Activists' Demands to Israeli Government: Lower Taxes, Free Education and End to Privatization

Demands also include reform in health care system and government involvement mortgages and rent; scattered protests continue across the country with activists blocking roads.

After setting up joint protest headquarters on Tuesday, representatives of the 40 tent encampments scattered across Israel, students and youth groups released an agreement they had reached and guidelines for negotiating with the government.

The demands include lowering indirect taxes, canceling the national housing committees bill, free education starting at the age of three months and increasing the Housing Ministry's assistance budget to mortgages and rent.

Tel Aviv housing protest
Ofer Vaknin

The activists also demand steps be taken in the health care system, such as more positions for medical staff, more beds, medical equipment that upholds the standards for OECD countries, an end to the privatization of welfare institutions and mental health centers and a commitment to a gradual cancellation of contractual work in the public center.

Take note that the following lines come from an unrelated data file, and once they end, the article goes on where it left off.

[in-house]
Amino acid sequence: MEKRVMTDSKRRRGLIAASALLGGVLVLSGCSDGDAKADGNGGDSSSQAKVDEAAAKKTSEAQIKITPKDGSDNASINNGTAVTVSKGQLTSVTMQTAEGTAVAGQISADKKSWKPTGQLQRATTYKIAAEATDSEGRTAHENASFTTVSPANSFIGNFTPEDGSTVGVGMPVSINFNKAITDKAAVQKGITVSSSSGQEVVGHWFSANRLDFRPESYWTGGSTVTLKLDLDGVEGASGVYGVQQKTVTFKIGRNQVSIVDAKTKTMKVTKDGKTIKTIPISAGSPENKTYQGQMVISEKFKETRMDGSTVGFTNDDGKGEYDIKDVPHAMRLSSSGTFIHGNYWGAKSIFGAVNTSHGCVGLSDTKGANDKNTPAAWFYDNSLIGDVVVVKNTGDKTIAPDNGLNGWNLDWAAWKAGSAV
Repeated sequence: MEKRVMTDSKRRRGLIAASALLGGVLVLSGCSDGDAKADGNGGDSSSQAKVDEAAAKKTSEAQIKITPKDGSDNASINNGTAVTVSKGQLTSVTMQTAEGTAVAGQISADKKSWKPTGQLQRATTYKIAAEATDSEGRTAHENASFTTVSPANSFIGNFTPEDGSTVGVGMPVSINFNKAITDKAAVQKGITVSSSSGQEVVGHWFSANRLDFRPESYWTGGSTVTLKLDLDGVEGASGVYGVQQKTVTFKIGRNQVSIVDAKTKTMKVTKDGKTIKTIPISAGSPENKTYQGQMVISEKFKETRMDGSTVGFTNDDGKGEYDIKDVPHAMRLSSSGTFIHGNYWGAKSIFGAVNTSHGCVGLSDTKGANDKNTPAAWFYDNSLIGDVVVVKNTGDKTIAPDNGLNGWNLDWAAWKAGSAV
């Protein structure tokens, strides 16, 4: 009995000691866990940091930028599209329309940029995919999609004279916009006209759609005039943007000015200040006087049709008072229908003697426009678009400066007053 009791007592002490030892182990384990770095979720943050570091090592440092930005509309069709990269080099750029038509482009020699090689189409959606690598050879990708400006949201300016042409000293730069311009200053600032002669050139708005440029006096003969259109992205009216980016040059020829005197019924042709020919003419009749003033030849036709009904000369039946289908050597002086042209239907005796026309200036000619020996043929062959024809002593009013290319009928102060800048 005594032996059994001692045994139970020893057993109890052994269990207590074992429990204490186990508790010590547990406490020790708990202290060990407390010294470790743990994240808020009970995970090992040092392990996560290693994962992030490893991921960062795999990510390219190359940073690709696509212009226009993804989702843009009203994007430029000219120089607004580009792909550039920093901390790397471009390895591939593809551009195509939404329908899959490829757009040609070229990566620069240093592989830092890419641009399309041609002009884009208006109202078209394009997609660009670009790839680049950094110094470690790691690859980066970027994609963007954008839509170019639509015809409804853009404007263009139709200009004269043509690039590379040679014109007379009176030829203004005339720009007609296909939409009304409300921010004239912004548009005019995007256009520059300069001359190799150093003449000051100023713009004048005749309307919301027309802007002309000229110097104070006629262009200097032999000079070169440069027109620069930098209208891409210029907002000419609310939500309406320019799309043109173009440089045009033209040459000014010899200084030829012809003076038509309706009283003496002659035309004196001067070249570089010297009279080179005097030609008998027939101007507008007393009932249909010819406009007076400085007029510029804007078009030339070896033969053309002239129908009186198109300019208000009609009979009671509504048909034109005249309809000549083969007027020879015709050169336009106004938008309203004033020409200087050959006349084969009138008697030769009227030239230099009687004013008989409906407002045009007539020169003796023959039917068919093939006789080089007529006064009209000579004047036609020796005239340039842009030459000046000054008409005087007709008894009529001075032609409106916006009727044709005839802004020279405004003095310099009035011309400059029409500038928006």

The National Union of Israeli Students stressed that the list constitutes an agenda for the negotiations, therefore there is no mention of numbers and costs. However, during the meeting in Tel Aviv the organizers said that a final document is being drafted, one that will include "clauses and numbers."

Meanwhile, approximately 150 people gathered on Tuesday evening at Bilu Junction near Rehovot to protest the high costs of raising a family in Israel, occasionally blocking the junctions. In Hod Hasharon about a hundred fathers, mothers and children took part in a "stroller march," and in Jerusalem dozens of people protested in front of the Knesset and the Supreme Court.

Also on Tuesday, opposition leader Tzipi Livni slammed Prime Minister Benjamin Netanyahu in an interview on Channel 2. "Netanyahu is acting in an arrogant and indifferent manner." She added that what is happening in the streets is a brave and unprecedented social process.